S. Korea’s new COVID-19 cases stay in 200,000s for 4th day

SEOUL-- South Korea's new coronavirus cases remained in the 200,000s for the fourth consecutive day Friday in a downward trend that could cause health officials to lower the infectious disease level of COVID-19 amid eased social distancing rules.

The country reported 205,333 new COVID-19 infections, including 31 cases from overseas, bringing the total caseload to 14,983,694, the Korea Disease Control and Prevention Agency (KDCA) said.

The public health agency reported 373 new COVID-19 deaths Friday, up from 348 on Thursday and 371 on Wednesday, raising the death toll to 18,754. The fatality rate stood at 0.13 percent.

The number of critically ill patients stood at 1,093, down 23 from the previous day.

As of 9 p.m. Friday, the country had reported 182,143 new virus cases, down 17,693 from the same time the previous day, according to health authorities and provincial governments. Daily cases are counted until midnight and announced the following morning.

The total infections exceeded the 15 million mark for the first time.

As the number of new COVID-19 cases continues to fall, South Korea said it is considering lifting the social distancing rules and allowing people to go mask-free outside if the virus stays in check through the end of next week.

On Monday, South Korea eased social distancing rules nationwide to help reduce the plight of small merchants and business owners hit hard by the pandemic.

The private gathering limit has been eased to 10 people from eight, and the business hour curfew on public places, like restaurants and cafes, has been extended by one hour to midnight.

Earlier in the day, Prime Minister Kim Boo-kyum said the government will finalize a decision on adjusting the infectious disease level of COVID-19, noting that virus cases are clearly on a downward trend.

The novel coronavirus is currently classified as "Class 1 infectious disease," the highest in the four-tier classification that falls under the same category with diseases like the Ebola virus and the Middle East respiratory syndrome (MERS), and the government is considering downgrading it by one notch.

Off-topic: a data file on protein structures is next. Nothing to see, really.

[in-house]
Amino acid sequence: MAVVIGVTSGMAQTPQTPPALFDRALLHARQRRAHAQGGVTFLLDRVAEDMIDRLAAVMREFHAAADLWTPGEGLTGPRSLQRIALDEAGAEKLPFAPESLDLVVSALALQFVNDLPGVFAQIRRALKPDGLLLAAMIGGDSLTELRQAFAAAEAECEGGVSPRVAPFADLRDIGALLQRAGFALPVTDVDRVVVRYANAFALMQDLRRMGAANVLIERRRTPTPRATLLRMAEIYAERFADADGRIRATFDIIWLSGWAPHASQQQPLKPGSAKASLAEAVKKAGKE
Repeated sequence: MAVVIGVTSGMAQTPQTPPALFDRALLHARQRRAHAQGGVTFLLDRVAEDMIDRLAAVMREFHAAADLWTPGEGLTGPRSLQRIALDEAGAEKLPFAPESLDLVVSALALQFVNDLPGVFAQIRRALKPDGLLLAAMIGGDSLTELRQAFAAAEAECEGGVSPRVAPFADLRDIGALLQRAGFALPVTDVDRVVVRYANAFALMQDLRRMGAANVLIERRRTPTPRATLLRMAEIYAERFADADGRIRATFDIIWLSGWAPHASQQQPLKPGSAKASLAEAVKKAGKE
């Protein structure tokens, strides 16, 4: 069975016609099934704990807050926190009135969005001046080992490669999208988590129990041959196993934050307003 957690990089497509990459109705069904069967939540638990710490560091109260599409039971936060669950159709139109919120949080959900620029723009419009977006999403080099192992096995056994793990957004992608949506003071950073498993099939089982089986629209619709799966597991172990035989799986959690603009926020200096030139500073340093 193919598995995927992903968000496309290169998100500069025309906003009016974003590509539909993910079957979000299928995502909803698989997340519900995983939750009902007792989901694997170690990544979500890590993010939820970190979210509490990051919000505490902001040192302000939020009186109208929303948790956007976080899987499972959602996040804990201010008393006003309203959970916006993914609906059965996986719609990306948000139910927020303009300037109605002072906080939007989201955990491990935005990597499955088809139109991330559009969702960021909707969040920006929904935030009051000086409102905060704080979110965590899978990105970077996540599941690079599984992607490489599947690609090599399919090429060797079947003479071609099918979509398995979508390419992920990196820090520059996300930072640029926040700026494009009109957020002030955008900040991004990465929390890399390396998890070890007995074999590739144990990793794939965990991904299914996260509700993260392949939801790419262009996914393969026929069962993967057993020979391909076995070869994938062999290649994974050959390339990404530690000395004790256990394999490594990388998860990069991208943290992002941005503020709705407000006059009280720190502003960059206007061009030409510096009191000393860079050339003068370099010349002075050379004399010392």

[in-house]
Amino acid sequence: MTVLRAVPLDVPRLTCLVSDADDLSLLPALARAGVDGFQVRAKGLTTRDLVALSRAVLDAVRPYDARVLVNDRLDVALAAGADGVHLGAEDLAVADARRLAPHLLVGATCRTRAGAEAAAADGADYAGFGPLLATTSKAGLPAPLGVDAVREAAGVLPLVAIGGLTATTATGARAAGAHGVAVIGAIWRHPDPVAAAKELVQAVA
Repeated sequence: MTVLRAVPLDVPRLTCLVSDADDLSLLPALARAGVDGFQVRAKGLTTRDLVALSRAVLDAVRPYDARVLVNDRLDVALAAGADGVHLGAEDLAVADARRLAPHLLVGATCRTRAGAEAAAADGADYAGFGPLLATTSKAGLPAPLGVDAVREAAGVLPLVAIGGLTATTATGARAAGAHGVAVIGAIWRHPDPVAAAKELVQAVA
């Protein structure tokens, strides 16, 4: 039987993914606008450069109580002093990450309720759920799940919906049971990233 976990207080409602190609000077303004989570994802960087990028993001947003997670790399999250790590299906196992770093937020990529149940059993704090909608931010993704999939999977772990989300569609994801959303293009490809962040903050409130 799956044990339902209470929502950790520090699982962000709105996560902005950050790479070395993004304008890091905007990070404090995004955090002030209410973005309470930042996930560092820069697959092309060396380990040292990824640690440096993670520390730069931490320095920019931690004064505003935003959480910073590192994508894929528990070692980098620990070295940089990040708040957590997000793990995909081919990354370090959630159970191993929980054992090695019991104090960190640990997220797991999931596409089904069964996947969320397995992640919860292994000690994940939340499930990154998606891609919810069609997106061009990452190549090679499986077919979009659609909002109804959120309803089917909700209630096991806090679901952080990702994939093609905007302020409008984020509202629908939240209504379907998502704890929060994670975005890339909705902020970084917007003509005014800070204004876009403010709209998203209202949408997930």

The Class 1 infectious diseases require high-level isolation, such as negative pressure isolation, and immediate reporting on the outbreak.

A downgrade in the infectious disease level can lead to significant changes in virus responses, such as reducing the quarantine period or even lifting self-isolation measures.

Earlier in the day, the education ministry announced its decision to maintain a restriction on middle and high school students with COVID-19 from taking midterm exams in class.

The decision came amid calls to allow infected students to take in-person midterm exams set to kick off in earnest later this month.

Under the current guideline, students infected with COVID-19 are banned from taking in-person tests and instead receive scores based on their past grades.

The government said it plans to next week announce details the so-called post-omicron scheme, under which the country seeks to gradually return the pandemic-centered quarantine and medical scheme to normalcy.

Health authorities plan to reduce the number of quarantine facilities where COVID-19 patients with mild symptoms are being treated, as more infected people have received treatment at home during the omicron wave.

The KDCA also said it will unveil the adjustment of social distancing rules next week as the current virus restrictions will be in effect until April 17.

Expectations are growing that business curfews at multipurpose facilities may be completely removed as the government has prioritized easing virus curbs to help minimize economic damage to small businesses.

Experts said if the current trend continues, the number of new COVID-19 cases is likely to drop to the early 100,000s within two or three weeks.

They also expect the number of critically ill patients to decline below 1,000 next week after it peaked at 1,315 on March 31.

Still, health authorities are wary about deaths and critical illness from the virus.

Late last year, deaths and critically ill patients resurged among seniors as the effectiveness of their second-dose vaccine shots wore out.

Of the locally transmitted cases, new 36,212 cases came from Seoul and 54,811 from the surrounding Gyeonggi Province. Incheon, west of Seoul, added 10,559 cases and the southern port city of Busan identified 7,476 cases.

As of midnight Thursday, the number of fully vaccinated people stood at 44.5 million, or 86.7 percent of the 52 million population, while 64.1 percent had received booster shots, the KDCA said.

The government has decided not to bring in 17.5 million doses of COVID-19 vaccines that were supposed to be delivered via the COVAX global facility project by year-end as the pace of the vaccine rollout has slowed.

Other than COVAX, South Korea has signed deals with global pharmaceutical companies, such as Pfizer and Moderna, to buy 126 million doses of COVID-19 vaccines for this year.

Source: Yonhap News Agency

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